"Half of cooking is thinking about cooking." ---Michael Roberts

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Have any of you tried the Katherine Hepburn brownies yet? They are absolutely fantastic--I love the bit of coffee and cinnamon in there. I would post a picture but I couldn't restrain myself from eating too much batter, and consequently the bit of batter I had left resulted in a very thin pan of brownies. :raz:

I can see myself making these reguarly, after I try out the other brownie recipes. If they are as good as the Katherine Hepburn ones, I might need to buy elastic-waist pants...

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Have any of you tried the Katherine Hepburn brownies yet? They are absolutely fantastic--I love the bit of coffee and cinnamon in there. I would post a picture but I couldn't restrain myself from eating too much batter, and consequently the bit of batter I had left resulted in a very thin pan of brownies.  :raz:

I can see myself making these reguarly, after I try out the other brownie recipes. If they are as good as the Katherine Hepburn ones, I might need to buy elastic-waist pants...

I made the KH brownies too -- loved the cinnamon and coffee flavor! Both were subtle, but they made the taste more complex. I actually was able to hold back and not scarf too much batter, but my brownies were still on the thinner side. I usually like thicker brownies. However, that said, the taste was so good I will definitely make these again....

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^I think thicker brownies as well. I think next time I'll make 1.5 times the recipe and bake it in the same 8x8 pan. I forgot to note that I used 5 oz. of chopped bittersweet instead of 4, and reduced the sugar by 2 tbsp. Also, I didn't have enough nuts, so I only used about 1/2 cup. :smile:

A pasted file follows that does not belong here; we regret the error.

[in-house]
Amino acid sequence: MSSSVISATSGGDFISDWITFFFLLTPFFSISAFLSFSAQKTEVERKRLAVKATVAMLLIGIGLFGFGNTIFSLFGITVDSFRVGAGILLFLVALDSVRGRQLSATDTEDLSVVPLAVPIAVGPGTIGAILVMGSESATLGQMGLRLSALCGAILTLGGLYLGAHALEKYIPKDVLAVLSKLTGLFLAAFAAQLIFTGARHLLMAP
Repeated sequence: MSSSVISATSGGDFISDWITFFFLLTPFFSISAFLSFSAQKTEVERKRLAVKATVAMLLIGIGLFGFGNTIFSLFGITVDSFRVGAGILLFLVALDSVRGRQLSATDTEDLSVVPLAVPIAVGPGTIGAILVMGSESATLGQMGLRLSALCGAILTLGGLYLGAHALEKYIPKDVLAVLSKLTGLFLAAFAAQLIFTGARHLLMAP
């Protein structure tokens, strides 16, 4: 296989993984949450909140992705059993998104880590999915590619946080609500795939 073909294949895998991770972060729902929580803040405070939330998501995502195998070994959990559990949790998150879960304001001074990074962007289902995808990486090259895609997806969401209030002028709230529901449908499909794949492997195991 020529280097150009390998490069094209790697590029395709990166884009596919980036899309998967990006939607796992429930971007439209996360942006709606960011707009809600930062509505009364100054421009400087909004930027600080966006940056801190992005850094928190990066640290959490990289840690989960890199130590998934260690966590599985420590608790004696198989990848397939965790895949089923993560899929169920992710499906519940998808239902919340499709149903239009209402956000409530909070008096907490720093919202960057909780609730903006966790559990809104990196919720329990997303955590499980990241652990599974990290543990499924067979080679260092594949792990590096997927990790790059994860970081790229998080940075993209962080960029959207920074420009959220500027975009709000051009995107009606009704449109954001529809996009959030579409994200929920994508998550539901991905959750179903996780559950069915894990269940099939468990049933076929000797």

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You guys, I think I need an intervention. I've made the peanut butter chocolate chip cookies four times so far (once for me, once for work, and twice for different friends). It's time to move on! Especially since you all keep posting new items that I'm dying to try. I've got the ingredients for both the thumbprint cookies and the ccoconut tea cake, and now I want to go out and get some cranberries, but the cookie recipe is such a big hit with everyone I keep coming back to it.

Emmalish, I'm not sure about the problem with your cookies.  When I make them, they are not particularly puffy, so it's hard for me to know what "kinda flat and spread out" is for you.  I would have blamed your insulated baking sheet, but you said they were pretty much the same with a regular baking sheet.

Dorie, thanks for responding. I guess I was comparing my results to Patrick's photo upthread. And to clarify, I only tried the insulated sheet (which I usually only use for cookies that I don't want to have a lot of browning, like shortbread and biscotti) after I'd read in one of Patrick's posts that he always uses them. So I thought I'd give it a shot. What I've found though, is that I get the best results when I use a regular cookie sheet, refrigerate the dough, roll it in balls, and then don't flatten them as the recipe instructs...

pb_o_cc.jpg

Edited to note that the cookies in the background aren't burnt – it's just a shadow – I swear!

Edited by emmalish (log)

I'm gonna go bake something…

wanna come with?

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The change I made was adding both vanilla and almond extract. It was good, but it masked the cinnamon taste. Not that anyone complained.

Odd, mine certainly had a cinnamon taste, too. Perhaps because I use that Vietnamese cinnamon which is pretty strong.

I used "Vietnamese Cassia Cinnamon" from The Spice House and I agree that it is pretty strong. At least it was when I used vanilla extract without the almond extract.

Maybe it's the Green Mountain Flavors Pure Almond Extract combination with Nielsen-Massey Madagascar Bourbon Pure Vanilla Extract that masked the cinnamon taste. I remember the almond extract smelling very strong. Which is interesting because I don't remember a pronounced almond taste in the finished product.

I've made a note of it in my recipe database. Next time I'll try just the almond extract and see what happens.